Enlightenment philosophers called for a return to nature. In European philosophy, enlightenment meant abandoning old teachings that constituted an authority and a reproduction of life on a rational basis(1).

European enlightenment endeavored to liberate civilization of the church’s dominance and of superstitious beliefs. It sought to achieve the progress of humanity through scientific research(2).

The German philosopher Kant was the first to use the term ‘enlightenment’ to refer to the rationalist movement that started in Europe in the 17th century and flourished in the 18th century, influencing European and non-European civilizations(3).

Enlightenment as a cultural term was therefore born in Europe, bearing European meanings and references. It was also the guideline of a cultural current that dominated Europe at a certain period of its history that was called ‘the ‘Age of Enlightenment’ and was characterized by the emergence of the enlightenment philosophers(4).

The historical context of enlightenment :

We can say that enlightenment is a purely European issue that appeared as a reaction to the church’s dominance over the cultural life in Europe. It was therefore logical that European enlightenment should fight against religion, given the superstition that the church represented. Europe then lived in the age of darkness whereas the Arabo-Islamic world enjoyed cultural prosperity.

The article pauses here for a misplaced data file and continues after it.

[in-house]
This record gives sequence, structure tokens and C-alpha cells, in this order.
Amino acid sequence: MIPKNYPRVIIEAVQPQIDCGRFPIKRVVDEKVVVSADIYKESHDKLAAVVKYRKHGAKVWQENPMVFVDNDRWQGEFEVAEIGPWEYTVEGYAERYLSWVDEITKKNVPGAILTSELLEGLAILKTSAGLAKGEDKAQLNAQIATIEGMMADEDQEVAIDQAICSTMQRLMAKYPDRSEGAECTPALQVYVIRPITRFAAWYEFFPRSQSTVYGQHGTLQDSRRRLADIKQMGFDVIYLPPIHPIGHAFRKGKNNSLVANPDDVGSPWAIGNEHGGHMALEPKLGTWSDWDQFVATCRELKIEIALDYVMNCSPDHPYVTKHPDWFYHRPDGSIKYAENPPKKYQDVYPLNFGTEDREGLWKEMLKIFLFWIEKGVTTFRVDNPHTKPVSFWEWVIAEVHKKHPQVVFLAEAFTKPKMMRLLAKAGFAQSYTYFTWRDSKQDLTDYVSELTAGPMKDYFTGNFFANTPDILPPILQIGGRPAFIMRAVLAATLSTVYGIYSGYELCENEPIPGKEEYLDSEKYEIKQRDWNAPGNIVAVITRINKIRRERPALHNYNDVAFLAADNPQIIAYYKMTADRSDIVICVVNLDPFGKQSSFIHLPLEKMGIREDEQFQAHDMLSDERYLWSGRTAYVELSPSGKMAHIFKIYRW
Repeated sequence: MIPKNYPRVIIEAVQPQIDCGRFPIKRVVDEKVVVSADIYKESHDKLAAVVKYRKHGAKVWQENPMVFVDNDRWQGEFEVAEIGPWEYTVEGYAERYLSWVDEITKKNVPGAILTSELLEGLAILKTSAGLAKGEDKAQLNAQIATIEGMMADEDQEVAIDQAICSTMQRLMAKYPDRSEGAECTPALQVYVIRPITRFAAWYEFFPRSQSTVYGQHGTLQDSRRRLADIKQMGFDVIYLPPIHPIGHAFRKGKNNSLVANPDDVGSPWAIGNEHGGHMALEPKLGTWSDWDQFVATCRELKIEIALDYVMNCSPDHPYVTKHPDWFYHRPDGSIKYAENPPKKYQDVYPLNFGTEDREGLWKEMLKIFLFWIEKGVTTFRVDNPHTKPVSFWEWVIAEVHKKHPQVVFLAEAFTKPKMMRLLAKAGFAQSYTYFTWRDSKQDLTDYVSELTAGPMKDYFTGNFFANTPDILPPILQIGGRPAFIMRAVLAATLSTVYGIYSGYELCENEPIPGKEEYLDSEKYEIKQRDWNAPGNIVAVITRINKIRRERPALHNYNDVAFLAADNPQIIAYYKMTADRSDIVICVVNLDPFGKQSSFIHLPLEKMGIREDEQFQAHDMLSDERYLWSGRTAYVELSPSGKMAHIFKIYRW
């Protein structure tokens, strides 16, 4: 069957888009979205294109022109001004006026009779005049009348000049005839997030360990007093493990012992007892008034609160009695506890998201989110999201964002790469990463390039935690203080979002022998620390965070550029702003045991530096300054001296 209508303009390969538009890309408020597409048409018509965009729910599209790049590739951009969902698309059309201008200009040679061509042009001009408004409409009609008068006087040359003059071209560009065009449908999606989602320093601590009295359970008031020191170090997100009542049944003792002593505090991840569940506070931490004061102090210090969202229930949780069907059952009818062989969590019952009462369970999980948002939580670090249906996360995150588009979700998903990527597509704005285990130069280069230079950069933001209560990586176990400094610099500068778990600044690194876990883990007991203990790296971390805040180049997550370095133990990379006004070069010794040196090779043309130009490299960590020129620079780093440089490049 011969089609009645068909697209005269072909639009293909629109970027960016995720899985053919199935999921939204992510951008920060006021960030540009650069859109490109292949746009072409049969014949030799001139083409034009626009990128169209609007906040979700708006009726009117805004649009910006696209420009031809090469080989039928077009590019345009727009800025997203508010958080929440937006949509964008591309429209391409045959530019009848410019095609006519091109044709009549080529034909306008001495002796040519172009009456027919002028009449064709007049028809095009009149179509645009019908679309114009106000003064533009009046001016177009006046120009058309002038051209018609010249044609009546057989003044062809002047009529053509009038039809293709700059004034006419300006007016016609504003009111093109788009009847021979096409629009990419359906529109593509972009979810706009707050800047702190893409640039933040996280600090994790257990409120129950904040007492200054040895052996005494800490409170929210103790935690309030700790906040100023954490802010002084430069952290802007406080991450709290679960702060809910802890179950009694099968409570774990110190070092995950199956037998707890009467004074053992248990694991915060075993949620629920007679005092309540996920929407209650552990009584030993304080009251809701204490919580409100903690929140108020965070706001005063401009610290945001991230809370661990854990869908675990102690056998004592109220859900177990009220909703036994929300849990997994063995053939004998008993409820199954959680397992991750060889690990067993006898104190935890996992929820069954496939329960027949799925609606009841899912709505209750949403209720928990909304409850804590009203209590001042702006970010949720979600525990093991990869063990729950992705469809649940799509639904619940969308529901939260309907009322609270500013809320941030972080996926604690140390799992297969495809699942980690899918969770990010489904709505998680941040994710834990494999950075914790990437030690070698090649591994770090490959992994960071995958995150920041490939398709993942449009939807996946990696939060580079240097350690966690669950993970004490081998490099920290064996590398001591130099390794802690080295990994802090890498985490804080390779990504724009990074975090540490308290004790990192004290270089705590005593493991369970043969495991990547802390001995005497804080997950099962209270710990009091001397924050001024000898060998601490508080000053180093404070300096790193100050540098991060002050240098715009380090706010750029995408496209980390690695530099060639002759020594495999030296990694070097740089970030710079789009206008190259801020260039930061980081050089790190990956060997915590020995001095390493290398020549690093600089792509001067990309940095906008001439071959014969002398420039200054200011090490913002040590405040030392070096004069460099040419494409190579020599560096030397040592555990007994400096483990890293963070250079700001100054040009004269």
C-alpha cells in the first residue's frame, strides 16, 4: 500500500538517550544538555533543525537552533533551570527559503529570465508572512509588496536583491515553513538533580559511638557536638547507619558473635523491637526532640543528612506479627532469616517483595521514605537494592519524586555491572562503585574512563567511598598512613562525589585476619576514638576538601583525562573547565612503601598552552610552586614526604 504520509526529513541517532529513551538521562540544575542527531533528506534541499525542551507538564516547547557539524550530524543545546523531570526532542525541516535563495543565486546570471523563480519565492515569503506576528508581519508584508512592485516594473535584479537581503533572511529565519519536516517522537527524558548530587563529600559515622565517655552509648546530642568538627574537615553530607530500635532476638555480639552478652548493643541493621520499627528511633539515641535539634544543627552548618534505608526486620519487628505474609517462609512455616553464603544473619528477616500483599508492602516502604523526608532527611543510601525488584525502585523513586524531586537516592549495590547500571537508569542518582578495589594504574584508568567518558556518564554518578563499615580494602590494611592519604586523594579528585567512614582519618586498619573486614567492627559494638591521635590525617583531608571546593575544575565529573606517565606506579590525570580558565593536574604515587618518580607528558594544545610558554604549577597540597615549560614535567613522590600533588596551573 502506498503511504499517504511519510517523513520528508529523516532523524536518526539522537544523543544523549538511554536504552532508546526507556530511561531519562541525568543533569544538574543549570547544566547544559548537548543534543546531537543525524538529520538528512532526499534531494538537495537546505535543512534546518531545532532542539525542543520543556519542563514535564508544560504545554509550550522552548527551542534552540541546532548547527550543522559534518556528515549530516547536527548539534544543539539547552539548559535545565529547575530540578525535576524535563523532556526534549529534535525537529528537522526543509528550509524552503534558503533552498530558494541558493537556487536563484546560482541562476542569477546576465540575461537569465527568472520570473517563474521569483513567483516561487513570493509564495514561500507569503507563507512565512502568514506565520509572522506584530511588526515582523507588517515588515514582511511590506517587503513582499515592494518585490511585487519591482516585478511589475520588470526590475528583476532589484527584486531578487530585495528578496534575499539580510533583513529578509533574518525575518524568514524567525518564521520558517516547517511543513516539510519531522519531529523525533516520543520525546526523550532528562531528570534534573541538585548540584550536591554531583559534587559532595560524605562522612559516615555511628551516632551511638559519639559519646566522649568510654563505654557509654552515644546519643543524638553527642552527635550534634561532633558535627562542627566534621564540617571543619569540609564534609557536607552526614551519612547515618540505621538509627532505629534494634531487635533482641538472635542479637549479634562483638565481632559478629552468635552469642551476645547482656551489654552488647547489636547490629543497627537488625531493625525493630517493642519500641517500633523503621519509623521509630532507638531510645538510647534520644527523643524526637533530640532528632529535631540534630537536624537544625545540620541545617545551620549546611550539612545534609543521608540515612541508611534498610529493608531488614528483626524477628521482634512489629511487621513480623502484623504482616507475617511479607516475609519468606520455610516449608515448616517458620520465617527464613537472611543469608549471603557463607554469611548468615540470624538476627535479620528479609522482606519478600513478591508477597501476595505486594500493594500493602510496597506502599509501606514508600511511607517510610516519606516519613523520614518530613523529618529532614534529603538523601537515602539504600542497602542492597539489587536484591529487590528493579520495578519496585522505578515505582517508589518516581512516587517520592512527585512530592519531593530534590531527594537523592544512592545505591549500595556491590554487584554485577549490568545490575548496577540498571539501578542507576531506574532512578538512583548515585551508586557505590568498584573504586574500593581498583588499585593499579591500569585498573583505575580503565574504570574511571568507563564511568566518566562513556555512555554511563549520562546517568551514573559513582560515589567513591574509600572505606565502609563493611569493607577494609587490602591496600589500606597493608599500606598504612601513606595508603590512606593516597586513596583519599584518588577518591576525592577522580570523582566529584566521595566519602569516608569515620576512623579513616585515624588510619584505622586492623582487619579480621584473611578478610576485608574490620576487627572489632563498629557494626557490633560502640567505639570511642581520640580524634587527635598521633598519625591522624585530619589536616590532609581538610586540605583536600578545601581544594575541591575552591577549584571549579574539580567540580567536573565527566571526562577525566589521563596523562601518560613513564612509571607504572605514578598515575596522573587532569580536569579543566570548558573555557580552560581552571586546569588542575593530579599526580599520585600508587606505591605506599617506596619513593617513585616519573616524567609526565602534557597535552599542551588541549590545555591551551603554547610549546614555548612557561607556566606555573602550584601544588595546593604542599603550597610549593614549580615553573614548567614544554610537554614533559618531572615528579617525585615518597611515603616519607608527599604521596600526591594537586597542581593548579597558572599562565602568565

As a European concept, enlightenment enlightened Europe after the age of darkness. It is worth mentioning here that only Europe and the West were concerned with the term ‘Mediaeval Ages of Darkness’ after the fall of the Roman Empire in the 4th century. Muslims, on the contrary, have brought light to humanity since the advent of Islam in the 6th century. They brought light back to the East and the West(5).

In Europe, enlightenment was a reaction to the church’s despotism and repression of reason. The Islamic civilization has never experienced such a situation(1).

Logic and rational thinking represented an emancipation of the church and the clergy. Enlightenment rejected the hegemony of religion and feudalism. It adopted the slogan ‘There is no master over the mind but reason’(2). The church’s despotism and repression of intellectual freedom was the driving force behind enlightenment, which makes it a purely European issue that should be studied as such.

This issue was clear in Europe: Church against reason. The church, with its spiritual, financial, political and scientific despotism, stood against political and social reform. ‘Free intellectuals’ were right in opposing the church and its system, but they were wrong in fighting religion and calling for the use of reason instead. God has blessed mankind with mind so that they can know Him, not in order to negate Him(3). Therefore, it is not logical nor scientific to impose the European concept of enlightenment on Arabo-Islamic societies and to resort to pressure –to the point of intellectual terrorism- to impose this concept that does not belong to our Islamic culture and civilization. We will detail this point when we examine enlightenment as referred to in the Quran to explain the Islamic concept of enlightenment.

Enlightenment in the Holy Quran :

The term ‘enlightenment’ was not mentioned in the Quran, but the stem ‘light’ was mentioned 43 times, as in these verses :

-“Allah is the protector of those who have faith: from the depths of darkness He will lead them forth into light. Of those who reject faith, the patrons are the Evil Ones: from light they will lead them forth into the depths of darkness. They will be Companions of the Fire, to dwell therein (forever)”.(4)

-“Wherewith Allah guideth all who seek His good pleasure to ways of peace and safety, and leadeth them out of darkness, by His Will, unto the light, guideth them to a Path that is Straight”(5).